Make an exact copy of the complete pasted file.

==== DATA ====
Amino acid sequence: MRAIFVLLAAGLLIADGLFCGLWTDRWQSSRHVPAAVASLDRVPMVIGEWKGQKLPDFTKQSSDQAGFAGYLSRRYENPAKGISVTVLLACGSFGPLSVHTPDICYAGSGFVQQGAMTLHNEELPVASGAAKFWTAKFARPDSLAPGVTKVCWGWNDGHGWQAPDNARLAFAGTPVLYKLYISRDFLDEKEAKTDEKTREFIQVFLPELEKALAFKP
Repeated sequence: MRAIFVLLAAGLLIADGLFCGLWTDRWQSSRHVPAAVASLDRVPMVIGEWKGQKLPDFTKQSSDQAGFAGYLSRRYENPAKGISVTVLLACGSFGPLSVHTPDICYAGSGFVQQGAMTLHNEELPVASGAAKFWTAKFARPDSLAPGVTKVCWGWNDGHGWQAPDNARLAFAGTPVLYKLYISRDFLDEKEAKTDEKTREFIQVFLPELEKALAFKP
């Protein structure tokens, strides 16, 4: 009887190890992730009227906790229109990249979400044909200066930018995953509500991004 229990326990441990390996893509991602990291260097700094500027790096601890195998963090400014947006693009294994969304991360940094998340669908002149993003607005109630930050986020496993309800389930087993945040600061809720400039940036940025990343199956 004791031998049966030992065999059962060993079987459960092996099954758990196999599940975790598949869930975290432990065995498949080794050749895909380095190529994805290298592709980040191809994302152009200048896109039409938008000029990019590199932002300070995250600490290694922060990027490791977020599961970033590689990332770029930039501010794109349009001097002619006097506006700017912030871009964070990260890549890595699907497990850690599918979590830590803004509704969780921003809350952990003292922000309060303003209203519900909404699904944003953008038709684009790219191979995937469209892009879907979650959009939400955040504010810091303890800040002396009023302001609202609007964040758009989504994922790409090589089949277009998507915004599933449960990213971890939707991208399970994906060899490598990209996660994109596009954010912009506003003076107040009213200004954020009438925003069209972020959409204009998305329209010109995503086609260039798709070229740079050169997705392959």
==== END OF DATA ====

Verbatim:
Amino acid sequence: MRAIFVLLAAGLLIADGLFCGLWTDRWQSSRHVPAAVASLDRVPMVIGEWKGQKLPDFTKQSSDQAGFAGYLSRRYENPAKGISVTVLLACGSFGPLSVHTPDICYAGSGFVQQGAMTLHNEELPVASGAAKFWTAKFARPDSLAPGVTKVCWGWNDGHGWQAPDNARLAFAGTPVLYKLYISRDFLDEKEAKTDEKTREFIQVFLPELEKALAFKP
Repeated sequence: MRAIFVLLAAGLLIADGLFCGLWTDRWQSSRHVPAAVASLDRVPMVIGEWKGQKLPDFTKQSSDQAGFAGYLSRRYENPAKGISVTVLLACGSFGPLSVHTPDICYAGSGFVQQGAMTLHNEELPVASGAAKFWTAKFARPDSLAPGVTKVCWGWNDGHGWQAPDNARLAFAGTPVLYKLYISRDFLDEKEAKTDEKTREFIQVFLPELEKALAFKP
């Protein structure tokens, strides 16, 4: 009887190890992730009227906790229109990249979400044909200066930018995953509500991004 229990326990441990390996893509991602990291260097700094500027790096601890195998963090400014947006693009294994969304991360940094998340669908002149993003607005109630930050986020496993309800389930087993945040600061809720400039940036940025990343199956 004791031998049966030992065999059962060993079987459960092996099954758990196999599940975790598949869930975290432990065995498949080794050749895909380095190529994805290298592709980040191809994302152009200048896109039409938008000029990019590199932002300070995250600490290694922060990027490791977020599961970033590689990332770029930039501010794109349009001097002619006097506006700017912030871009964070990260890549890595699907497990850690599918979590830590803004509704969780921003809350952990003292922000309060303003209203519900909404699904944003953008038709684009790219191979995937469209892009879907979650959009939400955040504010810091303890800040002396009023302001609202609007964040758009989504994922790409090589089949277009998507915004599933449960990213971890939707991208399970994906060899490598990209996660994109596009954010912009506003003076107040009213200004954020009438925003069209972020959409204009998305329209010109995503086609260039798709070229740079050169997705392959």